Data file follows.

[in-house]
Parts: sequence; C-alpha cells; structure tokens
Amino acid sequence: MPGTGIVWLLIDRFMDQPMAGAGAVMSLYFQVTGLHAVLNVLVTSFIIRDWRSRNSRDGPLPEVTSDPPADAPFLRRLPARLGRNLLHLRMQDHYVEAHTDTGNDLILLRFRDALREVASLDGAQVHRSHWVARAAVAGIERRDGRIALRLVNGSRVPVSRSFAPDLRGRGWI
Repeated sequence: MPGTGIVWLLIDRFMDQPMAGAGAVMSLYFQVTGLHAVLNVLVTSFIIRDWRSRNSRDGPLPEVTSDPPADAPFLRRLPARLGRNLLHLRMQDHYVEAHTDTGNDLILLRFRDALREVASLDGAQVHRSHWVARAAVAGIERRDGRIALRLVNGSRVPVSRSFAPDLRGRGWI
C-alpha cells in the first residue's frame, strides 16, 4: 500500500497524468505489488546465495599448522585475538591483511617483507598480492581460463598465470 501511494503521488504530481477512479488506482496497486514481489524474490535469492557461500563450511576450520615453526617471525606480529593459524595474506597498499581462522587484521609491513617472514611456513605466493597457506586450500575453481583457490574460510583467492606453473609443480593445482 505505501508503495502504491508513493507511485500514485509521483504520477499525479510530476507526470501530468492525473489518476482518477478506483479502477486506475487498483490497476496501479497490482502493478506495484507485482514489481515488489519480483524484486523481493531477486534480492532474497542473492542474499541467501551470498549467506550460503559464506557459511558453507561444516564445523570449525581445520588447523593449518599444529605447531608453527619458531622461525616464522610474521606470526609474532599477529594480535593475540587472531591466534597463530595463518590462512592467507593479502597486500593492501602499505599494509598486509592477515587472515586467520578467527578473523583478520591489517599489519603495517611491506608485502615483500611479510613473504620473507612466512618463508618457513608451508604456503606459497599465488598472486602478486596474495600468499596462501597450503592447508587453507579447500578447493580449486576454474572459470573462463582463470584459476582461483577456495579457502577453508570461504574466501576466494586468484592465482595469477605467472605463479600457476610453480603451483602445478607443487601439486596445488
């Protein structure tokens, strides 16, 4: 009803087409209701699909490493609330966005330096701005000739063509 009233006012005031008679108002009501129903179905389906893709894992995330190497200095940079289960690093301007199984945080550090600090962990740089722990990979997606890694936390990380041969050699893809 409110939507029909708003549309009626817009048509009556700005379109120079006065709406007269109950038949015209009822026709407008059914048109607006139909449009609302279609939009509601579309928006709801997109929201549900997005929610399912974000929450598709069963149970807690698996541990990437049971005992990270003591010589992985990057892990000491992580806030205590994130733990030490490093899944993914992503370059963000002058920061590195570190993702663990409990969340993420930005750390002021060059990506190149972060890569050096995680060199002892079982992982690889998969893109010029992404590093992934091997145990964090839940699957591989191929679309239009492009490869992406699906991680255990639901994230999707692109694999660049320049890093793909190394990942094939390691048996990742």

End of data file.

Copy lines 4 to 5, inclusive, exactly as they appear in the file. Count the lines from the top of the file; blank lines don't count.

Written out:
Repeated sequence: MPGTGIVWLLIDRFMDQPMAGAGAVMSLYFQVTGLHAVLNVLVTSFIIRDWRSRNSRDGPLPEVTSDPPADAPFLRRLPARLGRNLLHLRMQDHYVEAHTDTGNDLILLRFRDALREVASLDGAQVHRSHWVARAAVAGIERRDGRIALRLVNGSRVPVSRSFAPDLRGRGWI
C-alpha cells in the first residue's frame, strides 16, 4: 500500500497524468505489488546465495599448522585475538591483511617483507598480492581460463598465470 501511494503521488504530481477512479488506482496497486514481489524474490535469492557461500563450511576450520615453526617471525606480529593459524595474506597498499581462522587484521609491513617472514611456513605466493597457506586450500575453481583457490574460510583467492606453473609443480593445482 505505501508503495502504491508513493507511485500514485509521483504520477499525479510530476507526470501530468492525473489518476482518477478506483479502477486506475487498483490497476496501479497490482502493478506495484507485482514489481515488489519480483524484486523481493531477486534480492532474497542473492542474499541467501551470498549467506550460503559464506557459511558453507561444516564445523570449525581445520588447523593449518599444529605447531608453527619458531622461525616464522610474521606470526609474532599477529594480535593475540587472531591466534597463530595463518590462512592467507593479502597486500593492501602499505599494509598486509592477515587472515586467520578467527578473523583478520591489517599489519603495517611491506608485502615483500611479510613473504620473507612466512618463508618457513608451508604456503606459497599465488598472486602478486596474495600468499596462501597450503592447508587453507579447500578447493580449486576454474572459470573462463582463470584459476582461483577456495579457502577453508570461504574466501576466494586468484592465482595469477605467472605463479600457476610453480603451483602445478607443487601439486596445488